• And if you’re still with me and at all into words, by all means check out the BBC radio program I’m Sorry I Haven’t a Clue. By far the word-wittiest program in history and a laugh-out-loud hour you can count on.

Finally, in my catalog of word-game-wondrousness, is the “One-Pulse Word Game.” We used to play this at Steve Jackson Games all the time. I’m pretty sure Steve Jackson came up with it himself and I’ve often wondered why he’s never turned this sure-fire bit of gameplay goodness into a real game — surely, fame and fortune would quickly follow.

For those of you who’ve never experienced the…ahem… joys of the One-Pulse Word Game, here’s how it goes: Someone starts talking in words that have just one part — not two, nor three, but a lone part. Others join in the fun, in a mode of speech just as short. And they would do this, back and forth, as long as they could and as fast as they could — no pause to think, no stops or halts at all, when things went well (and if you could pull it off). It was tons of funs — it IS tons of fun. I play it now, in text, you see. Get good at it and wow your friends, or drive them off, as this can get old in no time.

I’ll stop now…

Twenty years after my departure from Steve Jackson Games, the One-Pulse Word Game remains one of the great joys in my life — not least because I’m pretty good at it — and that “it” is something most people aren’t good at. Call it a gift (as I do) or a curse (as the lovely wife, Caroline, does), it’s mine and I love it. Plus, there’s good, clean fun in doing something completely offbeat that most people don’t even notice you’re doing. And then there’s the annoyance factor once people do figure out that what they thought was a real conversation was just an excuse for you to have some private fun (something they usually realize only after you tell them you’re doing anything odd at all). But you have to get good at the one-pulse word game to reach the point that people don’t notice, so start practicing (not with ME of course!). Anyway, if you get good, you can rip — talking without pause for breath and offering up opportunities to annoy your friends no end. Life, as they say, is good!

And, as long as we’re on the topic of words, and one-syllable word stuff in particular, if you get into the One-Pulse Word Game be sure to check out the “books in words of one syllable” published toward the end of the 19th century by McLaughlin Bros. You can find some of these books in e-book form, but I strongly recommend seeking out the real thing — the books were quite beautiful, something e-books, even on my beloved Kindle, are not. You can find the actual books on antiquarian book sites or ebay once in a while and they’re utterly fascinating — an early attempt, as I understand it, to encourage immigrant literacy by offering classic, uplifting fiction and works of American history in simple language for folks learning English as adults. I have a bunch of these books now and treasure them — and I owe it all to Steve Jackson’s One-Pulse Word game.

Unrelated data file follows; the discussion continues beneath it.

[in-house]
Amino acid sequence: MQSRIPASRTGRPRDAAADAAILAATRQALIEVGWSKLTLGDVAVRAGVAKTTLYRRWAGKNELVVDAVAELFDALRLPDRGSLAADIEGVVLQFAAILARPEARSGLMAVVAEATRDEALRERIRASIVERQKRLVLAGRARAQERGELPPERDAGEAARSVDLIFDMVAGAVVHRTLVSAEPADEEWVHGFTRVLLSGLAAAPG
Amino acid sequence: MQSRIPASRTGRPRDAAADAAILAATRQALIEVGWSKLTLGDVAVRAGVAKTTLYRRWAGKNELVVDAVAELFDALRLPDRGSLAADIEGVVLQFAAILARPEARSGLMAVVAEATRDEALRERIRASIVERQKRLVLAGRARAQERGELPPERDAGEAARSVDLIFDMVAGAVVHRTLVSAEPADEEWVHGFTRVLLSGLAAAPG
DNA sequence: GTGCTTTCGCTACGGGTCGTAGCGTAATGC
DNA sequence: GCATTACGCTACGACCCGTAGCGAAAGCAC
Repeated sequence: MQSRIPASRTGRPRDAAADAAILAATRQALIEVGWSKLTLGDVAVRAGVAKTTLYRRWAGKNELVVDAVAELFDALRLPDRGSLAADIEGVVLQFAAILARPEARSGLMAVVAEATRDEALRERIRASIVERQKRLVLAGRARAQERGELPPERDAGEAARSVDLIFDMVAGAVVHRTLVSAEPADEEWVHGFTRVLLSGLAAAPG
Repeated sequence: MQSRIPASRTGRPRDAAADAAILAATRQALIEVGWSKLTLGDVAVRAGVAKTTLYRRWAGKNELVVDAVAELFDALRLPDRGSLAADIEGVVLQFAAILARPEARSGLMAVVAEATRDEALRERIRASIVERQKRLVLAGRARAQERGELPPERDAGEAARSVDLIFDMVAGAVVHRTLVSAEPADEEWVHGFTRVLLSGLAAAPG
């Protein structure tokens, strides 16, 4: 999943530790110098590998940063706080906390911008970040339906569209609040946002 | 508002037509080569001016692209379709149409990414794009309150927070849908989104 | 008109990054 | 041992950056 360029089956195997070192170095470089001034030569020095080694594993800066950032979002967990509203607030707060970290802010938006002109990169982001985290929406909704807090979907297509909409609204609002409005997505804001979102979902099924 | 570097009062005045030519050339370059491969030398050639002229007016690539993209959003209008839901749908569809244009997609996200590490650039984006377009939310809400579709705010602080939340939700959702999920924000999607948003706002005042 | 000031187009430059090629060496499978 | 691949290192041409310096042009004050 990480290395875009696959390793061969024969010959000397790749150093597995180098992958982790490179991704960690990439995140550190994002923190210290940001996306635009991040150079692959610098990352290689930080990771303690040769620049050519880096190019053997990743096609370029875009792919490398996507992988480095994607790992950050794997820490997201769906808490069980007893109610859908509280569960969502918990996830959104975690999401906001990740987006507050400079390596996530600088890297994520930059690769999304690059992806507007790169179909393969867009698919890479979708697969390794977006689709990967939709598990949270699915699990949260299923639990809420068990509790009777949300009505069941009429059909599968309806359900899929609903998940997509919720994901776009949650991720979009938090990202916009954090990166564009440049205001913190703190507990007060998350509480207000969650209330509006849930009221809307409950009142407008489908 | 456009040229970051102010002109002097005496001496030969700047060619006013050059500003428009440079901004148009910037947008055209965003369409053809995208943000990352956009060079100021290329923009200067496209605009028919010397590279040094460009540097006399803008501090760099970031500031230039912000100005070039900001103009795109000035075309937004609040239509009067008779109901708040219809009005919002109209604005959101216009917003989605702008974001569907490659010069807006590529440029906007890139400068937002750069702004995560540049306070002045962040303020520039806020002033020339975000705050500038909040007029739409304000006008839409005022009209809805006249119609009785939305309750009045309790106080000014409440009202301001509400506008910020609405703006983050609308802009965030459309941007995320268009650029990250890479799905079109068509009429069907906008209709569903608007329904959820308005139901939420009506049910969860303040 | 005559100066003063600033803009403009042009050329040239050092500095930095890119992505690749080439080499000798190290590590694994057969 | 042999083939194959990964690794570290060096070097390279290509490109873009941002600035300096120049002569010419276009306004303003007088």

Anyway, I wish this was all going somewhere, that I had a point to all this. Sadly, I don’t, really.  The closest I can come to a point is that the word games I love all involve work on the part of the “user” — if you don’t think about what you’re reading, or hearing or whatever, the “jokes” don’t mean a thing. Reading a Competition or a Word Justice, or listening to I’m Sorry I Haven’t a Clue or playing the One-Pulse Word game requires thinking, interpretation, interaction. You’re not just regurgitating memorized data… you’re not just mashing buttons… you’re actually thinking, collaborating with the creator of the “gag.” And that typifies the games I most enjoy playing and, I hope, the games I make.

So, maybe there’s a point to all this, after all. But truth be told, I just spent a bunch of time reading a year’s worth of The Atlantic and laughing at the word games in the back, which got me thinking about the New York Competition back when I was a kid, which got me thinking about all those other word-oriented pastimes I’ve come to love over the years. And that led to this — yet another overly wordy blog post.

And on that note, I will end. In words of one syll… er… part.

35 Responses to “Playing Word Games”

  1. robotwisdom Says:

    Most issues of NYMag at GoogleBooks:

  2. wspector Says:

    Well, thank you Google Books! The fact that all of those old New York Magazines still exist online is awesome. Go check out the Competitions. Trust me. Belly laughs await…

    • headfake Says:

      Warren – Enjoyed your blog about playing word games…. Since you seem so approachable I have a question for you about the future of word games.

      I am the developer of KeyMABA – a game that breaks new ground in word games because it’s a puzzle, a quiz game, a clue game, a strategy game and a word game all wrapped in one! It is original, challenging, fun and simple to play!

      Fans of Jeopardy, Boggle, Scrabble, Cross Word Puzzles, Trivia Pursuit etc., will love KeyMABA

      The question for you: is the world of word sleuths ready, willing and able to tap their fingers for a game like this?